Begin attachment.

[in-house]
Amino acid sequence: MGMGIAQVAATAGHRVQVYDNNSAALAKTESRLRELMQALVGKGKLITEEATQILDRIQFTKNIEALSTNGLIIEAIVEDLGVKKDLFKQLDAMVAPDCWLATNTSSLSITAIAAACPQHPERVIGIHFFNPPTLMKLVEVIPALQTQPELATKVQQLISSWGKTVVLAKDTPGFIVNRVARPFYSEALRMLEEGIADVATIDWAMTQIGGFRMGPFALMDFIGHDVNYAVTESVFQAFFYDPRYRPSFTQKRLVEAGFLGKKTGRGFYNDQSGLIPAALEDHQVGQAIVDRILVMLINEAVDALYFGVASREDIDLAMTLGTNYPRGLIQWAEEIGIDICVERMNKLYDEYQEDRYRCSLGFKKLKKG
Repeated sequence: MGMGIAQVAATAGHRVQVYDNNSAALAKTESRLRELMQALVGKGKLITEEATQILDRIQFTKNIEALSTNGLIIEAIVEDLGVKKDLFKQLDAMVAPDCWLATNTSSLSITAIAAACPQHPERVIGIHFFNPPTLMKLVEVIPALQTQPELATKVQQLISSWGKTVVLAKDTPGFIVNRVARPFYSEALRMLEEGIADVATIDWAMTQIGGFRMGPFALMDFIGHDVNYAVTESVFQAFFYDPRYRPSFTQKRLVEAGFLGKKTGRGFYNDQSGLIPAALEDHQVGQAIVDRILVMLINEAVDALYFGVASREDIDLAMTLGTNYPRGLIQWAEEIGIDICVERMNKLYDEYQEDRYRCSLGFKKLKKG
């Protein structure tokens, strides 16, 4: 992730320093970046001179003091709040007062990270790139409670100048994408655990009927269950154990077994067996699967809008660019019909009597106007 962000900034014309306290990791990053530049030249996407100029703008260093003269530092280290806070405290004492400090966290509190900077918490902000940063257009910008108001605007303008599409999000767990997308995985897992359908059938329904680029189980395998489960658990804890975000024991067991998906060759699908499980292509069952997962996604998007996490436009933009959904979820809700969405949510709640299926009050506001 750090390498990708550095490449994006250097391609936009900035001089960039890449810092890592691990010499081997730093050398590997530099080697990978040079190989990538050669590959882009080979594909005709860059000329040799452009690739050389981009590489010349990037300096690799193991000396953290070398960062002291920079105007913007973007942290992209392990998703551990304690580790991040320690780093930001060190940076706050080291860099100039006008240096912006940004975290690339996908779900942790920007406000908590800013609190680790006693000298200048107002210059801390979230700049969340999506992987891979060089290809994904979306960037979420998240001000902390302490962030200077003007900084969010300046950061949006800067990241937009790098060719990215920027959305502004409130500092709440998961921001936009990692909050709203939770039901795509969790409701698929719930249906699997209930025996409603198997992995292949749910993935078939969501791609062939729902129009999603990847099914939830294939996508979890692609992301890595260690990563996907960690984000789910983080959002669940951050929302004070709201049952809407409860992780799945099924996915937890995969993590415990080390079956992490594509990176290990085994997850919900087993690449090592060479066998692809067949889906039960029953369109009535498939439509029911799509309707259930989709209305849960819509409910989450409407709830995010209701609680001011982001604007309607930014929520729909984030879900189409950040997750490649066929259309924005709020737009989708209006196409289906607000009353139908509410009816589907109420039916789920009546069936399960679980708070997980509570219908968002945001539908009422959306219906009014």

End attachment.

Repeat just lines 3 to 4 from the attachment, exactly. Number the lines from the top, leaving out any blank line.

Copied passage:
Repeated sequence: MGMGIAQVAATAGHRVQVYDNNSAALAKTESRLRELMQALVGKGKLITEEATQILDRIQFTKNIEALSTNGLIIEAIVEDLGVKKDLFKQLDAMVAPDCWLATNTSSLSITAIAAACPQHPERVIGIHFFNPPTLMKLVEVIPALQTQPELATKVQQLISSWGKTVVLAKDTPGFIVNRVARPFYSEALRMLEEGIADVATIDWAMTQIGGFRMGPFALMDFIGHDVNYAVTESVFQAFFYDPRYRPSFTQKRLVEAGFLGKKTGRGFYNDQSGLIPAALEDHQVGQAIVDRILVMLINEAVDALYFGVASREDIDLAMTLGTNYPRGLIQWAEEIGIDICVERMNKLYDEYQEDRYRCSLGFKKLKKG
């Protein structure tokens, strides 16, 4: 992730320093970046001179003091709040007062990270790139409670100048994408655990009927269950154990077994067996699967809008660019019909009597106007 962000900034014309306290990791990053530049030249996407100029703008260093003269530092280290806070405290004492400090966290509190900077918490902000940063257009910008108001605007303008599409999000767990997308995985897992359908059938329904680029189980395998489960658990804890975000024991067991998906060759699908499980292509069952997962996604998007996490436009933009959904979820809700969405949510709640299926009050506001 750090390498990708550095490449994006250097391609936009900035001089960039890449810092890592691990010499081997730093050398590997530099080697990978040079190989990538050669590959882009080979594909005709860059000329040799452009690739050389981009590489010349990037300096690799193991000396953290070398960062002291920079105007913007973007942290992209392990998703551990304690580790991040320690780093930001060190940076706050080291860099100039006008240096912006940004975290690339996908779900942790920007406000908590800013609190680790006693000298200048107002210059801390979230700049969340999506992987891979060089290809994904979306960037979420998240001000902390302490962030200077003007900084969010300046950061949006800067990241937009790098060719990215920027959305502004409130500092709440998961921001936009990692909050709203939770039901795509969790409701698929719930249906699997209930025996409603198997992995292949749910993935078939969501791609062939729902129009999603990847099914939830294939996508979890692609992301890595260690990563996907960690984000789910983080959002669940951050929302004070709201049952809407409860992780799945099924996915937890995969993590415990080390079956992490594509990176290990085994997850919900087993690449090592060479066998692809067949889906039960029953369109009535498939439509029911799509309707259930989709209305849960819509409910989450409407709830995010209701609680001011982001604007309607930014929520729909984030879900189409950040997750490649066929259309924005709020737009989708209006196409289906607000009353139908509410009816589907109420039916789920009546069936399960679980708070997980509570219908968002945001539908009422959306219906009014």